Composer Mike Batt has revealed that a legal battle over a silent song was nothing more than a publicity stunt.
The Wombles song creator reputedly paid a six-figure sum to American composer John Cage after including a section of his silent track, 4'33", on an album.
He was interviewed at the High Court in 2002 with Cage's representatives apparently after agreeing a settlement.
Earlier the Southampton-born composer admitted on Twitter that the whole thing had been a "great scam".
The issue hit the headlines when the Southampton-born composer included a blank track - titled A One Minute Silence - on an album he made with The Planets.
'Lot of fun'
After the album had topped the classical charts, John Cage's publishers lodged a claim for royalties.
Mr Batt, who also penned the hit Bright Eyes, said they had no real claim but he and the publisher decided to use opportunity to publicise the issue of copyright.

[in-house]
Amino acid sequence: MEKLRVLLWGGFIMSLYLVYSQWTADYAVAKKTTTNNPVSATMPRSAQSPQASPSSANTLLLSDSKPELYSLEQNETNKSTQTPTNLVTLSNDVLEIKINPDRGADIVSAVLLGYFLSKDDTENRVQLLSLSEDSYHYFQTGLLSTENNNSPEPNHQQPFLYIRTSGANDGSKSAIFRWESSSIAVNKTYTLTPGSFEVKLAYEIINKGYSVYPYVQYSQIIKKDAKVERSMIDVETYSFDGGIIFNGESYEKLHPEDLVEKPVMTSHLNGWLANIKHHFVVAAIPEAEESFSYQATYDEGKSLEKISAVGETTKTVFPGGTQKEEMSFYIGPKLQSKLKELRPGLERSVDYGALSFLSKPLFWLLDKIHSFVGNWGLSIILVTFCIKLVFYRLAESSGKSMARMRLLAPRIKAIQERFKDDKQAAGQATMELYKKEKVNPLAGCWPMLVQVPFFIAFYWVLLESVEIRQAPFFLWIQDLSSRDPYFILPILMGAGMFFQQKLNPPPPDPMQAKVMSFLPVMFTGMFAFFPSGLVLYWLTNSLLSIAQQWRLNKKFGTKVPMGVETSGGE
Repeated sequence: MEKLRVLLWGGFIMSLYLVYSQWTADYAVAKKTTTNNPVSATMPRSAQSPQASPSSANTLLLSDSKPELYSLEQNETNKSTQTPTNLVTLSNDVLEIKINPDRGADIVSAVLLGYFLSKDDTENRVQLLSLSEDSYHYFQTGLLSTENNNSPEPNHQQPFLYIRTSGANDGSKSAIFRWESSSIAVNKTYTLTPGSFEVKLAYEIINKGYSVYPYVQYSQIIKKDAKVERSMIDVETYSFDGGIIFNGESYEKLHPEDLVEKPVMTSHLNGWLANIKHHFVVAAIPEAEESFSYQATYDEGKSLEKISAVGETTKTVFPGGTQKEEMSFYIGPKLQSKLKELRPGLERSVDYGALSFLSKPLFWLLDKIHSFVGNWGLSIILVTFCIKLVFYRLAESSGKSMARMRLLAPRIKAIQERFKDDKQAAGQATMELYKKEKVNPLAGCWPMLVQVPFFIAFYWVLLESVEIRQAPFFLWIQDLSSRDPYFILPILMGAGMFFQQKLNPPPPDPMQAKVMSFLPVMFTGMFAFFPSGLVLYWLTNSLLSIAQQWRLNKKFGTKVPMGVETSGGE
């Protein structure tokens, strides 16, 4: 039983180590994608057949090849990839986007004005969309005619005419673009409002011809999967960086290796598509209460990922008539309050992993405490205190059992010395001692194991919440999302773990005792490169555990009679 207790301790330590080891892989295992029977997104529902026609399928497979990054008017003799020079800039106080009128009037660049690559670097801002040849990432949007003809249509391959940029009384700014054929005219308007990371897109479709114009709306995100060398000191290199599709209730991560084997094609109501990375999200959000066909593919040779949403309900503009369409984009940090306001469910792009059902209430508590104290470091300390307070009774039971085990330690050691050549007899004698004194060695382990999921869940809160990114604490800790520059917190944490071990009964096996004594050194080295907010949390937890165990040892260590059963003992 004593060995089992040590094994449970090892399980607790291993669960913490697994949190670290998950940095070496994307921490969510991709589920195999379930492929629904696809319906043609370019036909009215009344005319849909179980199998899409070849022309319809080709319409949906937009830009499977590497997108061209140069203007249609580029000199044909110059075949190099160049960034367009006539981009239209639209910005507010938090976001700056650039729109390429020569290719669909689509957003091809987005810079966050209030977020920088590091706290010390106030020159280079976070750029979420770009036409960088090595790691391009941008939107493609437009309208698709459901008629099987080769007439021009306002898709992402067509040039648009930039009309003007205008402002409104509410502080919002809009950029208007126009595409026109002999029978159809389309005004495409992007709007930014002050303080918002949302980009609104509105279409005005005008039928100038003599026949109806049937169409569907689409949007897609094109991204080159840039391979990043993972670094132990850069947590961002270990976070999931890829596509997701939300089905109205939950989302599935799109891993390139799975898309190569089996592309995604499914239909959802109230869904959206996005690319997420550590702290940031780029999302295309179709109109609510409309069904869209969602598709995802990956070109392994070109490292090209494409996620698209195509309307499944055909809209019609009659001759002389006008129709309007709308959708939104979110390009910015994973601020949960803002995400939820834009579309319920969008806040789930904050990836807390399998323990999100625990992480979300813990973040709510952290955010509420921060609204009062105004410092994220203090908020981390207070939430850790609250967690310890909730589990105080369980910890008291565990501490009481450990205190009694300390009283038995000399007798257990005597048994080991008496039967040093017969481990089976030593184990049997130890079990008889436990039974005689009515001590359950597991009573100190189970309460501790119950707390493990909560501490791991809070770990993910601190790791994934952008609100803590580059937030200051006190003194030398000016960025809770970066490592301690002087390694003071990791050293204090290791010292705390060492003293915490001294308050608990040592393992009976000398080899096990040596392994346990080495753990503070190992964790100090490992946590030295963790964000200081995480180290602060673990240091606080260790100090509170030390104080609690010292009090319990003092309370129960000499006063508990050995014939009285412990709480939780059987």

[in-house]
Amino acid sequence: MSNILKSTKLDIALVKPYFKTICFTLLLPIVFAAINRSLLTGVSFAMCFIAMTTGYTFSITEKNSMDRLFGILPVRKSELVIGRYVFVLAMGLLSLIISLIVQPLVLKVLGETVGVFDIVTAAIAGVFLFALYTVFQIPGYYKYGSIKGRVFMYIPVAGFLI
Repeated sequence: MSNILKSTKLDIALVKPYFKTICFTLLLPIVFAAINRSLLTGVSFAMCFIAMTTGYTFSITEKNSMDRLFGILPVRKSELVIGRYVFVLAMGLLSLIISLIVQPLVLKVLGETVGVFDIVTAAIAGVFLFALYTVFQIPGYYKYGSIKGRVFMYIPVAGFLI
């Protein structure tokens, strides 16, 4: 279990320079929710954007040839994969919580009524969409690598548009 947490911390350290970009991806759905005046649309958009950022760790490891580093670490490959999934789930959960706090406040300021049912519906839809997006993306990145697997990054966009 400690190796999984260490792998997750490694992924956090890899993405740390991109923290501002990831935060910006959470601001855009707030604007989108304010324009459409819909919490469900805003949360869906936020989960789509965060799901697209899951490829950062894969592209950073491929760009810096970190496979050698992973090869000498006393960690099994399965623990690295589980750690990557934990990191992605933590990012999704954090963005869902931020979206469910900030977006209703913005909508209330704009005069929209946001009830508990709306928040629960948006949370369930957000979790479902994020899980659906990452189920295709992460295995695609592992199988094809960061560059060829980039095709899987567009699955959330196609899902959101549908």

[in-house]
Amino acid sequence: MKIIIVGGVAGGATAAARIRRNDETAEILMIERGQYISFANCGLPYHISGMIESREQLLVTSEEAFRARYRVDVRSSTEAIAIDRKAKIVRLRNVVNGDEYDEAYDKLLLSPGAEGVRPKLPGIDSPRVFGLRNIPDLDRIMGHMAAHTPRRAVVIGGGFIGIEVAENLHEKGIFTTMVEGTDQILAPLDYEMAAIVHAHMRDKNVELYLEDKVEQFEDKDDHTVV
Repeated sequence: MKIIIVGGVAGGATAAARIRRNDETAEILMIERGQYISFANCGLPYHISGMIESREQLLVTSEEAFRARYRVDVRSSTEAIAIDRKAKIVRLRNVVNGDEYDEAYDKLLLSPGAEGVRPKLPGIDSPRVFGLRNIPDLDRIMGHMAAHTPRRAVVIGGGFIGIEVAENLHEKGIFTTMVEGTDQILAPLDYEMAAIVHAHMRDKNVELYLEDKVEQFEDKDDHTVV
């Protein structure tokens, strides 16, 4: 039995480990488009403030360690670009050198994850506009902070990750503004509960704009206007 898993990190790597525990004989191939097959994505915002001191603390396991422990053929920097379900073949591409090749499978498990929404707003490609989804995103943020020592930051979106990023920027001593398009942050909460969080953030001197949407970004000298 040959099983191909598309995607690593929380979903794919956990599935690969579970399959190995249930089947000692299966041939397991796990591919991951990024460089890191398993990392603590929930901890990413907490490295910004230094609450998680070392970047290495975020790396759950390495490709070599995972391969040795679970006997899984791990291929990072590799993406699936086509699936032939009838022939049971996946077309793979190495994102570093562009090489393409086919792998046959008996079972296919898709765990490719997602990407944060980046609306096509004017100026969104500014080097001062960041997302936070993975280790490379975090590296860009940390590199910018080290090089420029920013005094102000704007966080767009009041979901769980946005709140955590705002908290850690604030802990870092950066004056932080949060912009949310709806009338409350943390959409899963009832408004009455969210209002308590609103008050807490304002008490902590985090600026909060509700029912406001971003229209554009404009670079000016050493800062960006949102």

Mr Batt wrote on Twitter: "I agreed to pay a donation to the John Cage trust, so long as they accepted it on the steps of the High Court to give the impression that it was a settlement out of court in front of the press.
"Everyone from Reuters to The Times and BBC TV turned up. It was a great scam.
"The guy from the other side rather naughtily told Reuters it was a six-figure sum, under pressure of interrogation, and so they all printed it cost me £100k. In fact it was £1,000 - a donation.
"There was no court case, no serious litigation, just a lot of fun between us, and lots of press coverage."